Presenter: Katherine Newhouse is a doctoral student in the Curriculum and Teaching Department at Teachers College, Columbia University. She also works as an instructor in the Elementary and Secondary Inclusive Elementary Programs with students pursuing dual-certification in elementary general education and teaching students with disabilities. Her interests include disability studies in education, educational justice, intersections of disability, race and gender, adolescents and the experiences of young adults with intellectual and emotional disabilities. Prior to starting her doctoral education at Teachers College, Katherine worked as a special education classroom teacher for seven years with high school and middle school aged young people.
Engaging teachers have a little Broadway in them. They are playful players, making learning exciting through storytelling, dramatic language, suspense and humor. As we reimagine education and promote culturally sustaining leadership, how can we increase students' interest through varying our voices’ volume, pace and emotion? How can we use our gestures, posture, expressions and emotional range to connect learning with our students’ inner universe? Within the actors' toolbox are techniques to utilize our body language and even communicate in silence as we build in mystery, surprise and anticipation to enliven our teaching practice. As students are burdened with taking 13 standardized tests on average per year in grade 3-8, education is intentionally being flattened and dulled. Too many lessons focus on students surmising what the test taker is thinking rather than cultivating their own perspective and voice. Through theater games and explorations, teachers will examine their own cultural roots and context while experimenting with new forms of self-expression. Teacher dynamism enriches the educational experience, helping students reach their highest potential while promoting dialogue, equity and engagement. Participants will discuss our prior knowledge, generate ideas about the similarities of acting and teaching, play games, examine our current modes and experiment with different presentation styles. We will discuss what role actors could play as mentors in schools to improve the public speaking, listening and presentation skills of our school community. Participants will take away some new acting skills that will rejuvenate and celebrate justice, community and connection.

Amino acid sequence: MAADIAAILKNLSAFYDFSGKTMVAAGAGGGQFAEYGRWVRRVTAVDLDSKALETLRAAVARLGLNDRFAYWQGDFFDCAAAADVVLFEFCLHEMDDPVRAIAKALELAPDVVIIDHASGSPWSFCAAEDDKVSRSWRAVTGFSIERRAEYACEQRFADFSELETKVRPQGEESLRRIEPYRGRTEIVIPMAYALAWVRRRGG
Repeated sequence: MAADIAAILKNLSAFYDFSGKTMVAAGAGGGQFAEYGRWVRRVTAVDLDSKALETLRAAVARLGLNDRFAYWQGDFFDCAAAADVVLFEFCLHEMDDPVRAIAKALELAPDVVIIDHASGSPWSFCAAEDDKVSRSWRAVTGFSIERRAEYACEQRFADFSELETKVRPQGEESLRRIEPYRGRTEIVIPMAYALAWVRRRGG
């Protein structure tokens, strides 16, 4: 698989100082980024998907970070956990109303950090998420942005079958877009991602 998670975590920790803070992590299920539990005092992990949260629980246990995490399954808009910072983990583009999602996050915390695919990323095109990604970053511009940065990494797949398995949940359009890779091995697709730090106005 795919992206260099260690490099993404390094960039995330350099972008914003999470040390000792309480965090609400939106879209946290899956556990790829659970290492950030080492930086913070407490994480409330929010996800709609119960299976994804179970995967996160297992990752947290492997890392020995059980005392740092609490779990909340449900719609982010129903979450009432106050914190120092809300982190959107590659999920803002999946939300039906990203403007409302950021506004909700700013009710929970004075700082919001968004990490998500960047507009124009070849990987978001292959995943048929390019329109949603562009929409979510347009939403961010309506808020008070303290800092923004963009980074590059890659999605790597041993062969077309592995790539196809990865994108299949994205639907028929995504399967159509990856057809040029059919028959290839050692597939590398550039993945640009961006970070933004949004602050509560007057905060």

Presenters: Suzanne Darrell is Teaching Artist at Wingspan Arts. Elaine Perlman is Director of the Peace Corps Fellows Program; Teacher for 30 years; current 7th and 8th grade teacher at the Harlem Educational Activities Fund (HEAF) and an amateur actor. Elaine has led a workshop at Teachers College’s Teaching in Trying Times conference entitled “Studying feminism and the LGBTQ movements in the middle school classroom.”
New York City has 32 community school districts. As of now, only one district across the City has a desegregation plan. On the Lower East Side of New York City, educators, parents, and district leaders are working to build a diverse and inclusive environment for all their students and families. This workshop will take a deep dive into New York City Community School District 1’s (CSD1) journey for Real Integration as a case study that can inform the efforts of other districts and schools going through this process. The current and former Superintendents will discuss the history of integration efforts in CSD1, the process of designing the new admissions model, and the work being undertaken to prepare school leaders, faculty, and parents for more diverse student bodies. Attendees will come away with an understanding of the CSD1 Diversity in Admissions enrollment plan, as well as the subsequent policies and practices undertaken by the District to support inclusive and welcoming school environments for all students.